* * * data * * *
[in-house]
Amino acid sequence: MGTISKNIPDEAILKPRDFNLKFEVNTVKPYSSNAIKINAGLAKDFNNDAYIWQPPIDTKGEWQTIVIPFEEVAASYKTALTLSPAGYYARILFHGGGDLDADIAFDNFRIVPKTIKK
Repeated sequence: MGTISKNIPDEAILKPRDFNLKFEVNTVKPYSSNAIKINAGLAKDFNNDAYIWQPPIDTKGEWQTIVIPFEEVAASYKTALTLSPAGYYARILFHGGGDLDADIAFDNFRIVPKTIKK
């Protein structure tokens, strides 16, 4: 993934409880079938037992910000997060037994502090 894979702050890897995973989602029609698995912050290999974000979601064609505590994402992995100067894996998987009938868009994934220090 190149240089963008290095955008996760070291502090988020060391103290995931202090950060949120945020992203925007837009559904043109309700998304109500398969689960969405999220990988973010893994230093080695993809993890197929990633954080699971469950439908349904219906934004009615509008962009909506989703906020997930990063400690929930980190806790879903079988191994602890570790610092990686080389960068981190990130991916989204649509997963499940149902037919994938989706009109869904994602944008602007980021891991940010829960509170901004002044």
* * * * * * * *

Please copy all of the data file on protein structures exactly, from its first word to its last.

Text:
[in-house]
Amino acid sequence: MGTISKNIPDEAILKPRDFNLKFEVNTVKPYSSNAIKINAGLAKDFNNDAYIWQPPIDTKGEWQTIVIPFEEVAASYKTALTLSPAGYYARILFHGGGDLDADIAFDNFRIVPKTIKK
Repeated sequence: MGTISKNIPDEAILKPRDFNLKFEVNTVKPYSSNAIKINAGLAKDFNNDAYIWQPPIDTKGEWQTIVIPFEEVAASYKTALTLSPAGYYARILFHGGGDLDADIAFDNFRIVPKTIKK
């Protein structure tokens, strides 16, 4: 993934409880079938037992910000997060037994502090 894979702050890897995973989602029609698995912050290999974000979601064609505590994402992995100067894996998987009938868009994934220090 190149240089963008290095955008996760070291502090988020060391103290995931202090950060949120945020992203925007837009559904043109309700998304109500398969689960969405999220990988973010893994230093080695993809993890197929990633954080699971469950439908349904219906934004009615509008962009909506989703906020997930990063400690929930980190806790879903079988191994602890570790610092990686080389960068981190990130991916989204649509997963499940149902037919994938989706009109869904994602944008602007980021891991940010829960509170901004002044």